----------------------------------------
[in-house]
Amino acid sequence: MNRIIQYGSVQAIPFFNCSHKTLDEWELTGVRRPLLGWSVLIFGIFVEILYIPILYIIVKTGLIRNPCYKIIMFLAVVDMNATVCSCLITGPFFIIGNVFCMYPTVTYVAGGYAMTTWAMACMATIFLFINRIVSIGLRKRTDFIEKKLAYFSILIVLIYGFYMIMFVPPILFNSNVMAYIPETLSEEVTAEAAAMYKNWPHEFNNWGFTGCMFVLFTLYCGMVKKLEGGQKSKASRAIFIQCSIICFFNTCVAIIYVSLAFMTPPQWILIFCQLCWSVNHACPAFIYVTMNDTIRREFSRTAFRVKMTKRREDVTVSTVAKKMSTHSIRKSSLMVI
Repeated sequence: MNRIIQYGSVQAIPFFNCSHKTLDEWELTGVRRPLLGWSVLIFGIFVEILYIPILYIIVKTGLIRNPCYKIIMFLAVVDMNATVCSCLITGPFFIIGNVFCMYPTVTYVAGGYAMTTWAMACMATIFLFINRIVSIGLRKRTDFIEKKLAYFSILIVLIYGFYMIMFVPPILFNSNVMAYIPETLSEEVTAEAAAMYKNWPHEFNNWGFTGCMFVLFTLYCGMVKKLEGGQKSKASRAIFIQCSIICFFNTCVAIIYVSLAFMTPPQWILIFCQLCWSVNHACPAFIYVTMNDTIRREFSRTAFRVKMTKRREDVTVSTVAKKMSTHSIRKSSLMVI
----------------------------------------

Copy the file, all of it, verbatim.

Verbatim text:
[in-house]
Amino acid sequence: MNRIIQYGSVQAIPFFNCSHKTLDEWELTGVRRPLLGWSVLIFGIFVEILYIPILYIIVKTGLIRNPCYKIIMFLAVVDMNATVCSCLITGPFFIIGNVFCMYPTVTYVAGGYAMTTWAMACMATIFLFINRIVSIGLRKRTDFIEKKLAYFSILIVLIYGFYMIMFVPPILFNSNVMAYIPETLSEEVTAEAAAMYKNWPHEFNNWGFTGCMFVLFTLYCGMVKKLEGGQKSKASRAIFIQCSIICFFNTCVAIIYVSLAFMTPPQWILIFCQLCWSVNHACPAFIYVTMNDTIRREFSRTAFRVKMTKRREDVTVSTVAKKMSTHSIRKSSLMVI
Repeated sequence: MNRIIQYGSVQAIPFFNCSHKTLDEWELTGVRRPLLGWSVLIFGIFVEILYIPILYIIVKTGLIRNPCYKIIMFLAVVDMNATVCSCLITGPFFIIGNVFCMYPTVTYVAGGYAMTTWAMACMATIFLFINRIVSIGLRKRTDFIEKKLAYFSILIVLIYGFYMIMFVPPILFNSNVMAYIPETLSEEVTAEAAAMYKNWPHEFNNWGFTGCMFVLFTLYCGMVKKLEGGQKSKASRAIFIQCSIICFFNTCVAIIYVSLAFMTPPQWILIFCQLCWSVNHACPAFIYVTMNDTIRREFSRTAFRVKMTKRREDVTVSTVAKKMSTHSIRKSSLMVI